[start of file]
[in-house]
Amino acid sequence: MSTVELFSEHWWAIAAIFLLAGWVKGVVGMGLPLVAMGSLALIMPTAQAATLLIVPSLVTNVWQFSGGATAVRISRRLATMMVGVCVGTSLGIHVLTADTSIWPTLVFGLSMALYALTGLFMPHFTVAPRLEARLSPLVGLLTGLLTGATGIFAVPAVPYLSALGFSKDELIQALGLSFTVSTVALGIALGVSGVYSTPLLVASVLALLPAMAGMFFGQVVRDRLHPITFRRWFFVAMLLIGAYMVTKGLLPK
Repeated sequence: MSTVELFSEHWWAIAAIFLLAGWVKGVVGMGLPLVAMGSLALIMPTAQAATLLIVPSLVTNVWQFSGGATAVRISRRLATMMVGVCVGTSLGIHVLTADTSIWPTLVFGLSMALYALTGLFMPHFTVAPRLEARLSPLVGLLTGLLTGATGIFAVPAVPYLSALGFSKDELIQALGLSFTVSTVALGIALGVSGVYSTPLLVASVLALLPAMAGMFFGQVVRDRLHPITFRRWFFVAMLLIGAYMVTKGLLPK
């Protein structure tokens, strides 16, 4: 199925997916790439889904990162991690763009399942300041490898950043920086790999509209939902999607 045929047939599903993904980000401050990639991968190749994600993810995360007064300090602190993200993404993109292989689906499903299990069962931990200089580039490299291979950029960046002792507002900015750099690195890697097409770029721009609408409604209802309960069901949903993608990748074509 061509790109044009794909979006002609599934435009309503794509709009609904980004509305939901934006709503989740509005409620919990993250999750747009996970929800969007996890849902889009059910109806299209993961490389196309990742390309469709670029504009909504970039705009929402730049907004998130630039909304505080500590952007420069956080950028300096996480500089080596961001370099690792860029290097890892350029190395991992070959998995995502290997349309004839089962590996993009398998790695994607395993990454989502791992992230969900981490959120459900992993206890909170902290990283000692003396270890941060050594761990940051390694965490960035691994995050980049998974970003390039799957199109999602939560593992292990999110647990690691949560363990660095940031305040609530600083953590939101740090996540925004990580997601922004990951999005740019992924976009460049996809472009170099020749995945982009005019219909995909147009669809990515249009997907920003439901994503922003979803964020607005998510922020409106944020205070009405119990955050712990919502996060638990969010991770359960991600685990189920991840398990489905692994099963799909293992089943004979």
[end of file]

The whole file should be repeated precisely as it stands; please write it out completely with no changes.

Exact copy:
[in-house]
Amino acid sequence: MSTVELFSEHWWAIAAIFLLAGWVKGVVGMGLPLVAMGSLALIMPTAQAATLLIVPSLVTNVWQFSGGATAVRISRRLATMMVGVCVGTSLGIHVLTADTSIWPTLVFGLSMALYALTGLFMPHFTVAPRLEARLSPLVGLLTGLLTGATGIFAVPAVPYLSALGFSKDELIQALGLSFTVSTVALGIALGVSGVYSTPLLVASVLALLPAMAGMFFGQVVRDRLHPITFRRWFFVAMLLIGAYMVTKGLLPK
Repeated sequence: MSTVELFSEHWWAIAAIFLLAGWVKGVVGMGLPLVAMGSLALIMPTAQAATLLIVPSLVTNVWQFSGGATAVRISRRLATMMVGVCVGTSLGIHVLTADTSIWPTLVFGLSMALYALTGLFMPHFTVAPRLEARLSPLVGLLTGLLTGATGIFAVPAVPYLSALGFSKDELIQALGLSFTVSTVALGIALGVSGVYSTPLLVASVLALLPAMAGMFFGQVVRDRLHPITFRRWFFVAMLLIGAYMVTKGLLPK
């Protein structure tokens, strides 16, 4: 199925997916790439889904990162991690763009399942300041490898950043920086790999509209939902999607 045929047939599903993904980000401050990639991968190749994600993810995360007064300090602190993200993404993109292989689906499903299990069962931990200089580039490299291979950029960046002792507002900015750099690195890697097409770029721009609408409604209802309960069901949903993608990748074509 061509790109044009794909979006002609599934435009309503794509709009609904980004509305939901934006709503989740509005409620919990993250999750747009996970929800969007996890849902889009059910109806299209993961490389196309990742390309469709670029504009909504970039705009929402730049907004998130630039909304505080500590952007420069956080950028300096996480500089080596961001370099690792860029290097890892350029190395991992070959998995995502290997349309004839089962590996993009398998790695994607395993990454989502791992992230969900981490959120459900992993206890909170902290990283000692003396270890941060050594761990940051390694965490960035691994995050980049998974970003390039799957199109999602939560593992292990999110647990690691949560363990660095940031305040609530600083953590939101740090996540925004990580997601922004990951999005740019992924976009460049996809472009170099020749995945982009005019219909995909147009669809990515249009997907920003439901994503922003979803964020607005998510922020409106944020205070009405119990955050712990919502996060638990969010991770359960991600685990189920991840398990489905692994099963799909293992089943004979």